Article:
Global Policy Forum

UN Chief May Propose Easing Restrictions


November 28, 1997

UNITED NATIONS, Nov. 27 (Reuters) - The United Nations Secretary-General is considering recommending an increase in the amount oil that Iraq is allowed to sell in order to buy food, medicine and other goods, diplomats said today.

After hearing reports of the plight Iraqis suffering under trade sanctions, the Secretary General, Kofi Annan, is expected to ask the Security Council to raise the current $2 lion limit to $3 billion for the next six-month period when the plan comes up for renewal on Dec. 5.

The oil-for-food program - which a year ago to alleviate the impact of sanctions that were imposed on Iraq when it invaded Kuwait in 1990 - allows critical Foods into Iraq under controlled conditions.

But the politics are intricate. The United States may reject any action, saying the Council should wait a few weeks to make sure that Iraq first lets United Nations inspectors carry out their work unimpeded as they search for weapons of mass destruction. The inspectors have recently returned to Iraq. but are still arguing with Saddam Hussein over the extent of their access to possible weapons hideaways.

Some diplomats predict that Mr. Annan will not ask for a specific increase, thereby avoiding putting Washington on the spot.

One diplomatic source at the Security Council, speaking on condition of anonymity, said the 15-member body would probably end up continuing the $2 billion limit without changes, in part because of the United States' opposition, but may promise to consider an increase later.

Britain, usually a close supporter of Washington's hard-line policies on Iraq, could break ranks in this case and favor more oil sales, as do most other important members of the Council. "The United Kingdom is quite ready to push the envelope," the British Ambassador, Sir John Weston, said on Wednesday.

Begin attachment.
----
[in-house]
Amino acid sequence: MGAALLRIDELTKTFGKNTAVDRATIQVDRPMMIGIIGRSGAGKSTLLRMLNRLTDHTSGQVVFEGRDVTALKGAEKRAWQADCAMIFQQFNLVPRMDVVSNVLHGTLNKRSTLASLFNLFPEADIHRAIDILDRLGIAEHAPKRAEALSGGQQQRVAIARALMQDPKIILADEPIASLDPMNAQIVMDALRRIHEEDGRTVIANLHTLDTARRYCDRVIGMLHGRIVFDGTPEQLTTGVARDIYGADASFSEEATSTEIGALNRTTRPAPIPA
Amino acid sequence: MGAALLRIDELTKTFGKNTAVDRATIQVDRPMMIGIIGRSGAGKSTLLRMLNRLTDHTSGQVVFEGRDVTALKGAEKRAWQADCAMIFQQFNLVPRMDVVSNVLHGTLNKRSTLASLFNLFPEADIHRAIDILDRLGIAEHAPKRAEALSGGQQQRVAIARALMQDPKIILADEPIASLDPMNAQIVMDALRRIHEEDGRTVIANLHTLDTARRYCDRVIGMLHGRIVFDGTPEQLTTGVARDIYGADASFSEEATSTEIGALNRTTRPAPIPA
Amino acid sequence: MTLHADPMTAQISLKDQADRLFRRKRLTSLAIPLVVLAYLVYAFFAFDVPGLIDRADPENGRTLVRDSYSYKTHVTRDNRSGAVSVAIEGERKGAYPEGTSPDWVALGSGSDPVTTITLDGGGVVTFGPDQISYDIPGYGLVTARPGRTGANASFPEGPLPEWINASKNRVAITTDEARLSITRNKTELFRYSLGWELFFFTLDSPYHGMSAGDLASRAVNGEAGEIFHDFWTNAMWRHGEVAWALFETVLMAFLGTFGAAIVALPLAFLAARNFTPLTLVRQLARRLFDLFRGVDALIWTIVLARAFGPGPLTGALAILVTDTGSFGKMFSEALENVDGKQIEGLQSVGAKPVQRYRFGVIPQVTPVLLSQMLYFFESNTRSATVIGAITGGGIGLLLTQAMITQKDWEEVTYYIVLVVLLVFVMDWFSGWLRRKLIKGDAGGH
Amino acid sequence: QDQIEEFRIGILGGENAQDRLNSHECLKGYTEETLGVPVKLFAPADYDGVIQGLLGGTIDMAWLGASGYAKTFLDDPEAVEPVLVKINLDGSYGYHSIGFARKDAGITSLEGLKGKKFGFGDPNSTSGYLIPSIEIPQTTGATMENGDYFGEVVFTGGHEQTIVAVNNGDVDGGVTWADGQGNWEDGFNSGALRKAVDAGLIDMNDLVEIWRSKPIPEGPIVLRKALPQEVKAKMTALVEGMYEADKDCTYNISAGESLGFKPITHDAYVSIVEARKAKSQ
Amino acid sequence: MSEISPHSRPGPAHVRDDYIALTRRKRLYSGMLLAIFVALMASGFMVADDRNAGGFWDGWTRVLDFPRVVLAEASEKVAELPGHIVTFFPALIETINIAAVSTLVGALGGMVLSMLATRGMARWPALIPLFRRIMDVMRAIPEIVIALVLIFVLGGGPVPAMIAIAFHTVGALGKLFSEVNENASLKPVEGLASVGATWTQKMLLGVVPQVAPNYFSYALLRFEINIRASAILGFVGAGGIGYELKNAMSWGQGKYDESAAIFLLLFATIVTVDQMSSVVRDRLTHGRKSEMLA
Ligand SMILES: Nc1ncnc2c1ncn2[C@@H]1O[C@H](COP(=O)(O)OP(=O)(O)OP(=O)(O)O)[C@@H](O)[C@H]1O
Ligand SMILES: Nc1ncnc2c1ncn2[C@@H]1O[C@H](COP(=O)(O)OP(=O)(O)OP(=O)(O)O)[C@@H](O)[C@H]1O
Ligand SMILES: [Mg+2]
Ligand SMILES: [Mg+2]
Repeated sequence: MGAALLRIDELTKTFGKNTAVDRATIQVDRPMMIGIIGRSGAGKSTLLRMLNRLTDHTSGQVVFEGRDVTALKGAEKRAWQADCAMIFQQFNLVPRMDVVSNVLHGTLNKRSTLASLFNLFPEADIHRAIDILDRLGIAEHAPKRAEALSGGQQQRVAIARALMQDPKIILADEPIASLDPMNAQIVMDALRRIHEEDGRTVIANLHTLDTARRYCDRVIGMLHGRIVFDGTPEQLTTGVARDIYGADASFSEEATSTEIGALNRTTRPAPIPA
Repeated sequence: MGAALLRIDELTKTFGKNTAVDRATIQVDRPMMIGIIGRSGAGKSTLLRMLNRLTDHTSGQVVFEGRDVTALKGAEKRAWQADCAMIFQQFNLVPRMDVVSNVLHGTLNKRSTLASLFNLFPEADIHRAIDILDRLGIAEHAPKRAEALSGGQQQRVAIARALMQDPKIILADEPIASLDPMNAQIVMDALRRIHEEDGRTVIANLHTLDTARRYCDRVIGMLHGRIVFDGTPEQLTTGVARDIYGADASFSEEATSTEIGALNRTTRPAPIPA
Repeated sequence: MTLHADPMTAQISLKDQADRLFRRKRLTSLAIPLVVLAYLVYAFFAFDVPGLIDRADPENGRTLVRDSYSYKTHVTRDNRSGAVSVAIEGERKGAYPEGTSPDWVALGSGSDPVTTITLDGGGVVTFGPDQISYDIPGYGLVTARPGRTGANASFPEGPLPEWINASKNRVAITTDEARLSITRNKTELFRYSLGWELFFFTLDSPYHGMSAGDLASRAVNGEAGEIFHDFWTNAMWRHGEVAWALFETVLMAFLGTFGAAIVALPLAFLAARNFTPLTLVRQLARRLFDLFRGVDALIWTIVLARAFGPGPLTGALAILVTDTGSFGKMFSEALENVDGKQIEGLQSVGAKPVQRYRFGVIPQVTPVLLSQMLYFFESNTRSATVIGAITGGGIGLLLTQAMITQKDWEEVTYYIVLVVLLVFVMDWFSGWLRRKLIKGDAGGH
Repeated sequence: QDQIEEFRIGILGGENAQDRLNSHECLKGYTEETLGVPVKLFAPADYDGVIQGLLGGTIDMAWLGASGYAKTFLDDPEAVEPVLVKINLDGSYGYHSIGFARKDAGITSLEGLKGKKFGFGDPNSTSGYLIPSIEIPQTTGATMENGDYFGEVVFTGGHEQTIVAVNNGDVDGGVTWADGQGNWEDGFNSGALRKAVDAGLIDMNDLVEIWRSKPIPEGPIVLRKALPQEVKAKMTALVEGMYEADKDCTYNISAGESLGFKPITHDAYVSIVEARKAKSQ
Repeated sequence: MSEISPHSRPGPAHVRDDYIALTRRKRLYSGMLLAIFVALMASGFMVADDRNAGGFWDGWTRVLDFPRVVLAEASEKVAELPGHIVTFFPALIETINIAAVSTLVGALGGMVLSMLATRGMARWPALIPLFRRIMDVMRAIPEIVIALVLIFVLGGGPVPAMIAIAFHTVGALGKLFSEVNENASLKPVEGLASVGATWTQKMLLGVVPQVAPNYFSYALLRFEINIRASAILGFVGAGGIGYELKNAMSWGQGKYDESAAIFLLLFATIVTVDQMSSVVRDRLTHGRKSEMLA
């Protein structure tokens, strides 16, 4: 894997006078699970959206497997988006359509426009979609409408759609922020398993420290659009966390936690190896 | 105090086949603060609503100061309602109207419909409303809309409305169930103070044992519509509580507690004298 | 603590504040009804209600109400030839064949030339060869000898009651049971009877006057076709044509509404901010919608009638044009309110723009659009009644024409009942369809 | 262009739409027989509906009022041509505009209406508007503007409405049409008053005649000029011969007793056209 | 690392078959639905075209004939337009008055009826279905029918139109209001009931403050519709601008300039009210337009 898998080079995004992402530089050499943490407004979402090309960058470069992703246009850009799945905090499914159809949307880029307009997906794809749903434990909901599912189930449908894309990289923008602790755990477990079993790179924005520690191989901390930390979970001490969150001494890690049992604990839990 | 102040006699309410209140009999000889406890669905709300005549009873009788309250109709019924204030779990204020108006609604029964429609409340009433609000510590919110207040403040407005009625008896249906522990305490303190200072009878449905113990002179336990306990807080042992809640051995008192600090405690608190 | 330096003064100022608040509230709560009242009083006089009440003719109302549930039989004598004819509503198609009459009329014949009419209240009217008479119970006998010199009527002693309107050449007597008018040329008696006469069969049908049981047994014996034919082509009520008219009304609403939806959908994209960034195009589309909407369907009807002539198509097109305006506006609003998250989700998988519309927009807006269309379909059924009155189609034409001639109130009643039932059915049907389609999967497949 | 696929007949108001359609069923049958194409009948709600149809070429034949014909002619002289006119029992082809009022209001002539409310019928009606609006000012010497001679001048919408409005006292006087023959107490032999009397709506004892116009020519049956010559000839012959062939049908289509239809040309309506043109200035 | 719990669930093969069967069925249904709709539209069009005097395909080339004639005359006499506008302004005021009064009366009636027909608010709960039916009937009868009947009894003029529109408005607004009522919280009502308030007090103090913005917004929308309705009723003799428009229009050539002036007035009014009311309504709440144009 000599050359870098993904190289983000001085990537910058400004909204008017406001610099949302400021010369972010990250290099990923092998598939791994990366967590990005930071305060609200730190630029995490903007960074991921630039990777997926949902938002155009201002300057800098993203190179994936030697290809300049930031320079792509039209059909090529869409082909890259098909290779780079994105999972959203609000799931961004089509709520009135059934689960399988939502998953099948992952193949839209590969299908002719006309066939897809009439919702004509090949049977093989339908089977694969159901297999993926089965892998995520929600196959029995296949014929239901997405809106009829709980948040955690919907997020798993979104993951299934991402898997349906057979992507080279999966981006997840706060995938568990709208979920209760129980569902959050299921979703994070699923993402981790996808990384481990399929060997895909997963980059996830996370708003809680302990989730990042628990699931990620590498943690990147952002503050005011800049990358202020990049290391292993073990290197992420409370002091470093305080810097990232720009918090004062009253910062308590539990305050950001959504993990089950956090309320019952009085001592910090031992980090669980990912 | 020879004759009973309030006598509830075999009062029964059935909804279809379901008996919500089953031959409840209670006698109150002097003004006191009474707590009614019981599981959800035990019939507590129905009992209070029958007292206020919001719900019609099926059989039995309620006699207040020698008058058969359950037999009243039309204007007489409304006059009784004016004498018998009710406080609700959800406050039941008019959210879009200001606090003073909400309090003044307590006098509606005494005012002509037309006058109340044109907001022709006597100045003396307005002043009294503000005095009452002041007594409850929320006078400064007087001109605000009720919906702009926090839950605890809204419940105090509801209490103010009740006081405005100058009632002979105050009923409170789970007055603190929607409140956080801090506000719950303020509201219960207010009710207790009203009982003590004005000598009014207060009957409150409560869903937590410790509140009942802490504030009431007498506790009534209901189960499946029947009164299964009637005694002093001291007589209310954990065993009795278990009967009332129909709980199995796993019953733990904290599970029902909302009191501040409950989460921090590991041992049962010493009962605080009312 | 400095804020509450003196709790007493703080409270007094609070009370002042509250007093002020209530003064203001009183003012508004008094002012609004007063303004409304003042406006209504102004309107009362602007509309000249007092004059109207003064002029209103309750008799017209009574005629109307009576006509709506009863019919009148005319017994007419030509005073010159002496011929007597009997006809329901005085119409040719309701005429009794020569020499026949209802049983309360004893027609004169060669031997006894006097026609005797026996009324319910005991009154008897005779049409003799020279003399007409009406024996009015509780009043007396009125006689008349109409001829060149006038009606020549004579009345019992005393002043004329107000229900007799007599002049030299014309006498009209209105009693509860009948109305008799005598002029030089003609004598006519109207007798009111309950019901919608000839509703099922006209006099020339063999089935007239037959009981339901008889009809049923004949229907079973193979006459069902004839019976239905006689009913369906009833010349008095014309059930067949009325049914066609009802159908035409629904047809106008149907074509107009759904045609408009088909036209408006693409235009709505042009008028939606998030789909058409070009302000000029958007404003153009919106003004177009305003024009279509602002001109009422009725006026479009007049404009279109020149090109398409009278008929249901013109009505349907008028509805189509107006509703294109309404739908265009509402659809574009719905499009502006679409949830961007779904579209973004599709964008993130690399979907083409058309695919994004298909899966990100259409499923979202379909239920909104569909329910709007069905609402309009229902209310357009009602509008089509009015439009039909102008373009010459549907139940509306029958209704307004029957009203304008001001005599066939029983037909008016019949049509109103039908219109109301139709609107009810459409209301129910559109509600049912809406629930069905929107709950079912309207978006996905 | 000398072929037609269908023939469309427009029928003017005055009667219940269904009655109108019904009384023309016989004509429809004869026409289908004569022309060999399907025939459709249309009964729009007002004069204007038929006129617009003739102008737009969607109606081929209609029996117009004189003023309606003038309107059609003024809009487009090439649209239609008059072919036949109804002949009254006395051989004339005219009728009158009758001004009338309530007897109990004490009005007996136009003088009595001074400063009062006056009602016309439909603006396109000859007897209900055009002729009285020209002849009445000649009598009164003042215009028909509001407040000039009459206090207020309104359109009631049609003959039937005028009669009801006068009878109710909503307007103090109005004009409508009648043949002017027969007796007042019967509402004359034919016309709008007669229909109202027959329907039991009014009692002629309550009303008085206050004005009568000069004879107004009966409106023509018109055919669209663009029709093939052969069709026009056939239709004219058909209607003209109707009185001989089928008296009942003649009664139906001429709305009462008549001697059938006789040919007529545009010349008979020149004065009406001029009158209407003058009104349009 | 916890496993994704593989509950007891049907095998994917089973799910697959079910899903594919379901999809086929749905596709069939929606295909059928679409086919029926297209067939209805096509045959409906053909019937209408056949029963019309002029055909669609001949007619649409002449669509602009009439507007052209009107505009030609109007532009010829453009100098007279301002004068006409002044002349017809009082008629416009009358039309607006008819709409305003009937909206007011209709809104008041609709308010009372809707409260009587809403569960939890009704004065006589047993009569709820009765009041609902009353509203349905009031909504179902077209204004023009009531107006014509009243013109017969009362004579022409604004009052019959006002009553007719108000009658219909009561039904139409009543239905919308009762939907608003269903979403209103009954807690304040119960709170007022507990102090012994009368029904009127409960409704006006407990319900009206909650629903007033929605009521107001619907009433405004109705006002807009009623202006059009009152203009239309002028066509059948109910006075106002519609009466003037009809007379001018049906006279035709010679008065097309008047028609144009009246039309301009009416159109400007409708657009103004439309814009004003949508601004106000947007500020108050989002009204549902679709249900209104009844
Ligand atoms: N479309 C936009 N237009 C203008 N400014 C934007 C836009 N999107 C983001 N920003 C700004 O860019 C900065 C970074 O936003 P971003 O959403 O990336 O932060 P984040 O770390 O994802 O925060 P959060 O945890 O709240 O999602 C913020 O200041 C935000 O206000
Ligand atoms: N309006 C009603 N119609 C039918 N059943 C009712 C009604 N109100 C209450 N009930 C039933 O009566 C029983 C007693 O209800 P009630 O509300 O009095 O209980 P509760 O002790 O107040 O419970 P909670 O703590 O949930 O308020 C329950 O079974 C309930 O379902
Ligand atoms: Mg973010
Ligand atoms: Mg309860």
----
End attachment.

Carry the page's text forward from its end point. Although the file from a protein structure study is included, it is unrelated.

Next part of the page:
Timed to influence the report, the United Nations Children's Fund, or Unicef, released a survey Wednesday that showed youngsters under 5 years old were underfed and underweight I despite the oil-for-food program. "it is clear that children are bearing the brunt of the current economic hardship," said Philippe Heffinck, the Unicef representative in Baghdad.

Washington has been the chief advocate of the oil-for-food program as it gives the United Nations control over goods arriving in Iraq- But Iraq objects to it, viewing it as a substitute for lifting the sanctions.

Iraq has close to $1.1 billion in oil revenues not yet spent on humanitarian goods.

Baghdad has argued that this is partly due to American blockages on ambulances and other items on order, though the Americans argue that Iraq had not turned in enough proper contracts. "The current list has things like musical instruments, rowing machines, dental floss ' " said one diplomat. "A straight increase would raise the amounts of those things pro rata, but are they essential humanitarian needs?"

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